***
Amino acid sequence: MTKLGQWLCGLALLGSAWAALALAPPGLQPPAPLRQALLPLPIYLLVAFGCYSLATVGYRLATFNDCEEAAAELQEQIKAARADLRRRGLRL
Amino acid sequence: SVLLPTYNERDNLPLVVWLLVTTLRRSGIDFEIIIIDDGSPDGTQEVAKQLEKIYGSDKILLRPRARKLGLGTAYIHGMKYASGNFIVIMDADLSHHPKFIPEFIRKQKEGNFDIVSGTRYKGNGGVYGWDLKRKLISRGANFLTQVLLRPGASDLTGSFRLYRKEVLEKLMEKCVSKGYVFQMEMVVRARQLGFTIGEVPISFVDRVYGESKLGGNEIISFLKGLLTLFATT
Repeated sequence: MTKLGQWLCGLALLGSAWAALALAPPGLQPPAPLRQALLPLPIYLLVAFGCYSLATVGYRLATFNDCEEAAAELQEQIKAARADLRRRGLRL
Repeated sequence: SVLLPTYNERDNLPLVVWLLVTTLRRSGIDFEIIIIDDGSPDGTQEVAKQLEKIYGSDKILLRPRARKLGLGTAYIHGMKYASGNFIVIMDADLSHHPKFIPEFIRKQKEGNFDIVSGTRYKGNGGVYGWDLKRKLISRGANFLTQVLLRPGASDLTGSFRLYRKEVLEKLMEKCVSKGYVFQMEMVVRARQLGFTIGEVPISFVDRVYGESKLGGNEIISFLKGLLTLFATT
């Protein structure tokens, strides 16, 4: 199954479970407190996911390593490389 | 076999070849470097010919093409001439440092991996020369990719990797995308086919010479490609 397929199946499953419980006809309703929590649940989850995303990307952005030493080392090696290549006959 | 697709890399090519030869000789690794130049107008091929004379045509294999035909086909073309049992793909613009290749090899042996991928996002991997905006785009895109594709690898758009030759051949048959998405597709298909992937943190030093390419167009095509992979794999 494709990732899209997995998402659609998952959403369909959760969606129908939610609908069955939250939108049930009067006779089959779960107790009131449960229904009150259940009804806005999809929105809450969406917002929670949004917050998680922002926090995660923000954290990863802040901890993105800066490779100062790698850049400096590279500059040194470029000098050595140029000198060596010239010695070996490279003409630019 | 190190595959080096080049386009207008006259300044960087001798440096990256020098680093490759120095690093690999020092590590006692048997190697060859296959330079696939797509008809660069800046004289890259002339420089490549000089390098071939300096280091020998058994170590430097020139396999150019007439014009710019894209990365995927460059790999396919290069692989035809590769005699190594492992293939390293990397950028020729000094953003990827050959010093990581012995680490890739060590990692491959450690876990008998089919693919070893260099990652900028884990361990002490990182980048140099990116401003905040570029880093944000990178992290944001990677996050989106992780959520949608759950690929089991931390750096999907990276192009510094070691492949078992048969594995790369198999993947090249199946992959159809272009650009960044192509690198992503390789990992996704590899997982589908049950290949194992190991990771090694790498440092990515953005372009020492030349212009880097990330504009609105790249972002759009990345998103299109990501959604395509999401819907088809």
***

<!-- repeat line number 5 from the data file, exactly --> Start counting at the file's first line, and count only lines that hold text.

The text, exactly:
């Protein structure tokens, strides 16, 4: 199954479970407190996911390593490389 | 076999070849470097010919093409001439440092991996020369990719990797995308086919010479490609 397929199946499953419980006809309703929590649940989850995303990307952005030493080392090696290549006959 | 697709890399090519030869000789690794130049107008091929004379045509294999035909086909073309049992793909613009290749090899042996991928996002991997905006785009895109594709690898758009030759051949048959998405597709298909992937943190030093390419167009095509992979794999 494709990732899209997995998402659609998952959403369909959760969606129908939610609908069955939250939108049930009067006779089959779960107790009131449960229904009150259940009804806005999809929105809450969406917002929670949004917050998680922002926090995660923000954290990863802040901890993105800066490779100062790698850049400096590279500059040194470029000098050595140029000198060596010239010695070996490279003409630019 | 190190595959080096080049386009207008006259300044960087001798440096990256020098680093490759120095690093690999020092590590006692048997190697060859296959330079696939797509008809660069800046004289890259002339420089490549000089390098071939300096280091020998058994170590430097020139396999150019007439014009710019894209990365995927460059790999396919290069692989035809590769005699190594492992293939390293990397950028020729000094953003990827050959010093990581012995680490890739060590990692491959450690876990008998089919693919070893260099990652900028884990361990002490990182980048140099990116401003905040570029880093944000990178992290944001990677996050989106992780959520949608759950690929089991931390750096999907990276192009510094070691492949078992048969594995790369198999993947090249199946992959159809272009650009960044192509690198992503390789990992996704590899997982589908049950290949194992190991990771090694790498440092990515953005372009020492030349212009880097990330504009609105790249972002759009990345998103299109990501959604395509999401819907088809």